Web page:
Lumps of rock that orbit the Sun
- they are also known as minor planets.
- most asteroids are in the asteroids belt – lies between Mars and Jupiter. (diagram)
- more than one million asteroids bigger than one mile across; more than 200 asteroids are more than 60 miles across.
- few asteroids come near Earth – these are called Near Earth Objects (NEOs).
- asteroids were one know as minor planets and new discoveries are recorded by the Minor Planet Centre in Cambridge, Massachusetts, USA – giving each one a unique catalogue number in addition to any name.
- first asteroids were discovered – Ceres in 1801 by Giuseppi Piazzi.
- the biggest asteroid Ceres – 587Â½ miles across and 0.0002% of the earth’s mass.
- it is located at a distance of 2.1 to 3.3 Astronomical Unit (AU) from the Sun.
- contains many thousands of objects – some 30,000 have been individually identified.
- scientists believe that the main belt asteroids are planetesimals left over from the formation of the Solar System – they were prevented from clumping together into a rock planet by the gravity of massive gas planet Jupiter.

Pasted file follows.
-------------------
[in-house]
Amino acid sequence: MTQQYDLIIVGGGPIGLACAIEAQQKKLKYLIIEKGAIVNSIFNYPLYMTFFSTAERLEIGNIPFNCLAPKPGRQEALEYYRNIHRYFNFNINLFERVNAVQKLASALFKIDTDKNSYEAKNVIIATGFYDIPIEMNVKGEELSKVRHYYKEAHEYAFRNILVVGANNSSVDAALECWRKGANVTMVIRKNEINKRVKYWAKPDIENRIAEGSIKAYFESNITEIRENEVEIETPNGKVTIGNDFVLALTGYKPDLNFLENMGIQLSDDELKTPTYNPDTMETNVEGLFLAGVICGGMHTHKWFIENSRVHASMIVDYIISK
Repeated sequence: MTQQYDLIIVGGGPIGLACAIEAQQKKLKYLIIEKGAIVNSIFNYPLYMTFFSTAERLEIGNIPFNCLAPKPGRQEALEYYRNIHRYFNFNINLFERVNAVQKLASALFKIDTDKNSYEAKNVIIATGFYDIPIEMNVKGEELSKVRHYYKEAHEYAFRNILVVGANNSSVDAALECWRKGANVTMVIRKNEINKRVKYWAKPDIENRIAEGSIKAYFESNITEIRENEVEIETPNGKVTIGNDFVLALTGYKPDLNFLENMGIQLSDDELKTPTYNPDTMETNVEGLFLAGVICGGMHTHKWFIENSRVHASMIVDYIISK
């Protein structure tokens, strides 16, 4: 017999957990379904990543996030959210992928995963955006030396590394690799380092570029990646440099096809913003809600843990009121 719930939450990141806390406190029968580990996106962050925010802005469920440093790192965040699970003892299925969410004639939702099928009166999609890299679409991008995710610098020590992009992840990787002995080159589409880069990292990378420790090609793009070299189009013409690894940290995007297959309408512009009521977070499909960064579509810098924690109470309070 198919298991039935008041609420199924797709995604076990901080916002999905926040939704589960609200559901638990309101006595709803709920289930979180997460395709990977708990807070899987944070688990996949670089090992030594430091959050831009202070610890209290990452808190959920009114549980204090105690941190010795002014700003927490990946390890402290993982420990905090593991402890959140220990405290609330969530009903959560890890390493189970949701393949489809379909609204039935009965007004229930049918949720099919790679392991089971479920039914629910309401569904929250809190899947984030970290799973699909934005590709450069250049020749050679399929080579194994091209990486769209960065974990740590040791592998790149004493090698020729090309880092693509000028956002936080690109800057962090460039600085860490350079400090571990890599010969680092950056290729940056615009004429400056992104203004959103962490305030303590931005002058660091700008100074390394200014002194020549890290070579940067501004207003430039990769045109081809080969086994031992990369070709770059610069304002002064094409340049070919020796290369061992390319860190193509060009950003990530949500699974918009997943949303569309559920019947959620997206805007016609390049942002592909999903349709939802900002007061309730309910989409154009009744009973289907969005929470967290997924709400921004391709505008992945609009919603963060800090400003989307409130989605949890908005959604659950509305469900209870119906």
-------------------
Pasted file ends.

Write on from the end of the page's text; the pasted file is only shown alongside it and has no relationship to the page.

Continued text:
- only one of the main belt asteroids; Vesta – bright enough to be seen with the naked-eye.
- Ida (photo) – one of the asteroids, photographed by the Galileo Space Probe.; it has an irregular shape (35 x 15 x 13 miles) and is the only asteroid known to have its own natural satellite, Dactyl.
- a tiny asteroid, Dactyl measures just 6Â¼ miles in diameter and orbits Ida at a distance of about 60 miles.
- at the end of the 1990s, the NEAR mission (Near Earth Asteroid Rendezvous) target two other asteroids; Mathilde and Eros; the spacecraft surveyed both asteroids from orbit before landing on the surface of Mathilde in 2001. (diagram)
- located at the outer edge of the main belt in two groups that are 60 degrees to both the Sun and Jupiter. (diagram)
- these groups are believed to be the remnants of larger asteroids that were smashed to pieces by collisions.
Did you know?
- around every 50 million years, the earth is hit by an asteroids measuring more than 6 miles across.
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